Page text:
Plumbing emergencies don’t give you time to go online and research what you need to do. If water is pouring out of a burst pipe, you need to know how to shut off the water immediately, not in ten minutes. That’s why you will want to take the time to learn the following plumbing basics before an emergency strikes.
Locate Water Shut Off Valves
You need to know how to shut off the water, both locally and the main shut off to the whole house.
- Local shut off valves, also called isolation valves, are located at each fixture. These shut off valves will stop the flow of water to a specific sink or toilet or appliance. You can shut off water to a toilet and still have water running to your dishwasher. Locate each of these isolation shut off valves and test them, turning them on and off. You should test them once a year to ensure they work, they stay lubricated and usable, and that the people in your house understand how they work.
- Whole house water main shut off valves are essential for burst pipes or major water line repairs. They are typically located either in your garage, outside the home by the side of your house, or in a cement or metal box by the curb. Find your shut off valve and make sure it works. If it is corroded such that it is stuck, replace the shut off valve with a newer plastic coated shut off valve that won’t corrode.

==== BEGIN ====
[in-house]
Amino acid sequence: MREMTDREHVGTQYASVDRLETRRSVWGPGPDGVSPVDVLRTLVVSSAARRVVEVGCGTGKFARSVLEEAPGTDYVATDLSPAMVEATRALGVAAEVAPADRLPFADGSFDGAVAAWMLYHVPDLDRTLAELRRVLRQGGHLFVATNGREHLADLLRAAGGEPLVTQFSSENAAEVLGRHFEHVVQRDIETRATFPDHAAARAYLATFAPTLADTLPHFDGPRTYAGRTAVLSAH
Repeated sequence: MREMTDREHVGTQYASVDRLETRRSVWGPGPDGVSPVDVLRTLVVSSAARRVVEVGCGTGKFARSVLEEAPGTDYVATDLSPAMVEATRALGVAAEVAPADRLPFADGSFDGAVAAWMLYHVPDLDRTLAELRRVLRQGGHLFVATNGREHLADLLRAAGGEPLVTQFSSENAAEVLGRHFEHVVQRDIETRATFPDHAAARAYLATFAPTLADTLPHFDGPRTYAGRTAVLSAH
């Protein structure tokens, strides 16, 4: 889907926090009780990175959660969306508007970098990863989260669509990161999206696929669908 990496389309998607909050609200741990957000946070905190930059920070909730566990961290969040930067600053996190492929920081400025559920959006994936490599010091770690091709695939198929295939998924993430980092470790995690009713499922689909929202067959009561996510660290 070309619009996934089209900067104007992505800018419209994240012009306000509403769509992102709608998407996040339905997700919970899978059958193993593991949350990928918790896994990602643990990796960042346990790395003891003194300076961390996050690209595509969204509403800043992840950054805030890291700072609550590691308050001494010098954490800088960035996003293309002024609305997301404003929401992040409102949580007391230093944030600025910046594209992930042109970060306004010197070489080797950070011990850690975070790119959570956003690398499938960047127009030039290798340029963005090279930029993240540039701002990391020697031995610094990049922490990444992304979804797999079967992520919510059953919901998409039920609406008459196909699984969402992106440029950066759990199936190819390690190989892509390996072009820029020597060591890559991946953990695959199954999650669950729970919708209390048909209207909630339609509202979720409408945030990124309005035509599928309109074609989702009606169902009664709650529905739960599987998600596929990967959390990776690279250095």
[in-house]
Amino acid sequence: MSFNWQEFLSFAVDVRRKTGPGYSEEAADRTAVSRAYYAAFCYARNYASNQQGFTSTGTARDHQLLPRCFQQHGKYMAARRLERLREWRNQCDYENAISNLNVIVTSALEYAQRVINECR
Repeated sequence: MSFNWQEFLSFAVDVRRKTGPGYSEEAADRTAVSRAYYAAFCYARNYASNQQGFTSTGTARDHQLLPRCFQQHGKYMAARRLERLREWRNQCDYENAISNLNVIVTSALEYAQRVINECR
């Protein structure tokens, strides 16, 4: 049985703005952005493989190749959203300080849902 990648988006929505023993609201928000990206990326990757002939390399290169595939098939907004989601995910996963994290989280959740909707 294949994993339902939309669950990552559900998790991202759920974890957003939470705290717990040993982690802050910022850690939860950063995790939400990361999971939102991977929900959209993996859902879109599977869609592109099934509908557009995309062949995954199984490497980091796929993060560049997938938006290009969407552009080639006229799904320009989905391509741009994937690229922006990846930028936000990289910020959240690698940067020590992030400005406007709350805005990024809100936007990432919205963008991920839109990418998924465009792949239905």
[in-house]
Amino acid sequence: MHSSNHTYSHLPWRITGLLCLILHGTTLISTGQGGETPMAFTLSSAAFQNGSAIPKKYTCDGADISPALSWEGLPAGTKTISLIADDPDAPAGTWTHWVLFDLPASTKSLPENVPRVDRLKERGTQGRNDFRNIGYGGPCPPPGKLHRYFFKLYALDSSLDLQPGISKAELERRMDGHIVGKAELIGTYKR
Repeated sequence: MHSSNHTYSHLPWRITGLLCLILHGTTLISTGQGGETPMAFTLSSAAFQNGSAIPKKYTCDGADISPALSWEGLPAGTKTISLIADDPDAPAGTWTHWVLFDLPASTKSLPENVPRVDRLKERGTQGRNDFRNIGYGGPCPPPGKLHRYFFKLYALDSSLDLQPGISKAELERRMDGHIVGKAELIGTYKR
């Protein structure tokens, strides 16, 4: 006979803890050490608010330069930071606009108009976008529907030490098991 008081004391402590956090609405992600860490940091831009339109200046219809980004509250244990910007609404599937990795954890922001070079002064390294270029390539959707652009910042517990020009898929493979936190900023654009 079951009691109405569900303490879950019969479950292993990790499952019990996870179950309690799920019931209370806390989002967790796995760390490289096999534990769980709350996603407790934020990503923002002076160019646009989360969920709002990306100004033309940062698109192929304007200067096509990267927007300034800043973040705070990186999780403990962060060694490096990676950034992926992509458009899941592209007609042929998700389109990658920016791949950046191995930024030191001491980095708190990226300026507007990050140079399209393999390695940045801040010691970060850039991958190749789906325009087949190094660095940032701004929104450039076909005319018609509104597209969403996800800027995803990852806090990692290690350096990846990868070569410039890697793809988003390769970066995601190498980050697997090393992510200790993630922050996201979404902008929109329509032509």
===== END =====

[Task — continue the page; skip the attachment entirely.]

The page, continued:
Get to Know Your Water Heater
- Learn how to turn off your water heater. You need to locate both the water source (and accompanying shut off valve) and the on/off switch. If it’s a gas heater, you can turn it off by switching to “pilot” position.
- Check your water heater for problems such as any sort of hissing or whistling noises (watch out for a leaking pressure valve – you can get scalded), and obvious damage such as corrosion, denting of the tank or leaking. Check your water heater once a year, when you drain and flush it, to make sure you stay aware of problems before they escalate.
Inspect All Other Appliances That Use Water
As a new homeowner, you’ll want to inspect your refrigerator, dishwasher, garbage disposal and washing machine. Look for cracked hoses and any signs of leaks or damage. You need to know what’s normal and what’s not so you will catch plumbing problems before they get out of control.